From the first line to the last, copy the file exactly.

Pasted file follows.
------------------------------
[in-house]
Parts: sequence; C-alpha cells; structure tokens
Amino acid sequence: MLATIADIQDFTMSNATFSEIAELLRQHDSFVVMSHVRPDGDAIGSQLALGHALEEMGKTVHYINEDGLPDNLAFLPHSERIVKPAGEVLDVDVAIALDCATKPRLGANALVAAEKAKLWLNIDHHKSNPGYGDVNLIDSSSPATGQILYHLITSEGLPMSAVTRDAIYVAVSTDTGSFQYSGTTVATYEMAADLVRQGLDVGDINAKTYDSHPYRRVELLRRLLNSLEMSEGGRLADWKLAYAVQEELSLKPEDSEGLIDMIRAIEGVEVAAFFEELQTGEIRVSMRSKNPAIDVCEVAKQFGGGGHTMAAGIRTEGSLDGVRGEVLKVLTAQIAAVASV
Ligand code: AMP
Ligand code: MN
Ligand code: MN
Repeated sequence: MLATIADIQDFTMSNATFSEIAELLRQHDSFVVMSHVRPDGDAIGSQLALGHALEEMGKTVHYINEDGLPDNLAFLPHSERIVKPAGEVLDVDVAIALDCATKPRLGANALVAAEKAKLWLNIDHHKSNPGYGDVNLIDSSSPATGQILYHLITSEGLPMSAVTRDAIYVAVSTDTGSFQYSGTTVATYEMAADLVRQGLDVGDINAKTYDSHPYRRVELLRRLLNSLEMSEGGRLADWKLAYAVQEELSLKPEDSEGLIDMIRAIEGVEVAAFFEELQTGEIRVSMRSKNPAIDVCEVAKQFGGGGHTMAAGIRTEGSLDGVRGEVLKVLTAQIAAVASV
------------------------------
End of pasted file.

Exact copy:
[in-house]
Parts: sequence; C-alpha cells; structure tokens
Amino acid sequence: MLATIADIQDFTMSNATFSEIAELLRQHDSFVVMSHVRPDGDAIGSQLALGHALEEMGKTVHYINEDGLPDNLAFLPHSERIVKPAGEVLDVDVAIALDCATKPRLGANALVAAEKAKLWLNIDHHKSNPGYGDVNLIDSSSPATGQILYHLITSEGLPMSAVTRDAIYVAVSTDTGSFQYSGTTVATYEMAADLVRQGLDVGDINAKTYDSHPYRRVELLRRLLNSLEMSEGGRLADWKLAYAVQEELSLKPEDSEGLIDMIRAIEGVEVAAFFEELQTGEIRVSMRSKNPAIDVCEVAKQFGGGGHTMAAGIRTEGSLDGVRGEVLKVLTAQIAAVASV
Ligand code: AMP
Ligand code: MN
Ligand code: MN
Repeated sequence: MLATIADIQDFTMSNATFSEIAELLRQHDSFVVMSHVRPDGDAIGSQLALGHALEEMGKTVHYINEDGLPDNLAFLPHSERIVKPAGEVLDVDVAIALDCATKPRLGANALVAAEKAKLWLNIDHHKSNPGYGDVNLIDSSSPATGQILYHLITSEGLPMSAVTRDAIYVAVSTDTGSFQYSGTTVATYEMAADLVRQGLDVGDINAKTYDSHPYRRVELLRRLLNSLEMSEGGRLADWKLAYAVQEELSLKPEDSEGLIDMIRAIEGVEVAAFFEELQTGEIRVSMRSKNPAIDVCEVAKQFGGGGHTMAAGIRTEGSLDGVRGEVLKVLTAQIAAVASV